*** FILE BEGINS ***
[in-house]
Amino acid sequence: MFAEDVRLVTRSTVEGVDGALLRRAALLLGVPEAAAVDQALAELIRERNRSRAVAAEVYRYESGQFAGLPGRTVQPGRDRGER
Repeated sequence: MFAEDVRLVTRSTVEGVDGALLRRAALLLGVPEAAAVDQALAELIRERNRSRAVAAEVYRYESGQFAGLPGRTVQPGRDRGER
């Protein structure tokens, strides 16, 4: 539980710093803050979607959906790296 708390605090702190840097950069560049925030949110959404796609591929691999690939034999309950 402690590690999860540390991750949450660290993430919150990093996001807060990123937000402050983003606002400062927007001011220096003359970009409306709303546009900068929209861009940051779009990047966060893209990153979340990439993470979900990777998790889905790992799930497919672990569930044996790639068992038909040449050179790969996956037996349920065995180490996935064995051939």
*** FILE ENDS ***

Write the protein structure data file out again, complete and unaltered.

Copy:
[in-house]
Amino acid sequence: MFAEDVRLVTRSTVEGVDGALLRRAALLLGVPEAAAVDQALAELIRERNRSRAVAAEVYRYESGQFAGLPGRTVQPGRDRGER
Repeated sequence: MFAEDVRLVTRSTVEGVDGALLRRAALLLGVPEAAAVDQALAELIRERNRSRAVAAEVYRYESGQFAGLPGRTVQPGRDRGER
């Protein structure tokens, strides 16, 4: 539980710093803050979607959906790296 708390605090702190840097950069560049925030949110959404796609591929691999690939034999309950 402690590690999860540390991750949450660290993430919150990093996001807060990123937000402050983003606002400062927007001011220096003359970009409306709303546009900068929209861009940051779009990047966060893209990153979340990439993470979900990777998790889905790992799930497919672990569930044996790639068992038909040449050179790969996956037996349920065995180490996935064995051939």